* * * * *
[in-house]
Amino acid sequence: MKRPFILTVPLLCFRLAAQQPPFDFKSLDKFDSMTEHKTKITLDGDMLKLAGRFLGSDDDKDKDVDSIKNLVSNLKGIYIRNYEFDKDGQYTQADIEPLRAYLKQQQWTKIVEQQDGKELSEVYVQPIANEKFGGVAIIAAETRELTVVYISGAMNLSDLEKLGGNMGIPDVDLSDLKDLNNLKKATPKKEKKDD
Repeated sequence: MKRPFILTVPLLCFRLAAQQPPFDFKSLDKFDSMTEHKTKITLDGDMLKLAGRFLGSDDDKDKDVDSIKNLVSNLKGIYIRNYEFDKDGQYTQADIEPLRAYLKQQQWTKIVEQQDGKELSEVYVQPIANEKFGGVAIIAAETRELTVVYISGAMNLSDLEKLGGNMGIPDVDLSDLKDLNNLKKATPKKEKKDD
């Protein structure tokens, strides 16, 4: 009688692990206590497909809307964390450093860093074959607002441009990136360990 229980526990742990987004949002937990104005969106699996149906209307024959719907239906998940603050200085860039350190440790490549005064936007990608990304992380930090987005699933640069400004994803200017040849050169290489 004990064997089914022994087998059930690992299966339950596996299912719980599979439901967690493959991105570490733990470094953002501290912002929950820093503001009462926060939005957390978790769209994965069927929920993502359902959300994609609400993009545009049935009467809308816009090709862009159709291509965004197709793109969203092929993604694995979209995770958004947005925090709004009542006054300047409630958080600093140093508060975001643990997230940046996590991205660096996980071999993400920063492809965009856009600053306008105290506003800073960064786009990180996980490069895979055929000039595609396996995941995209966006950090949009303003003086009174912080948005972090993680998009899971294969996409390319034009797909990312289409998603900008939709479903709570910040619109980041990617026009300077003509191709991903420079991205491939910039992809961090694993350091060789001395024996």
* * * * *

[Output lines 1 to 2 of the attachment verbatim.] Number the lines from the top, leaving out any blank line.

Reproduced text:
[in-house]
Amino acid sequence: MKRPFILTVPLLCFRLAAQQPPFDFKSLDKFDSMTEHKTKITLDGDMLKLAGRFLGSDDDKDKDVDSIKNLVSNLKGIYIRNYEFDKDGQYTQADIEPLRAYLKQQQWTKIVEQQDGKELSEVYVQPIANEKFGGVAIIAAETRELTVVYISGAMNLSDLEKLGGNMGIPDVDLSDLKDLNNLKKATPKKEKKDD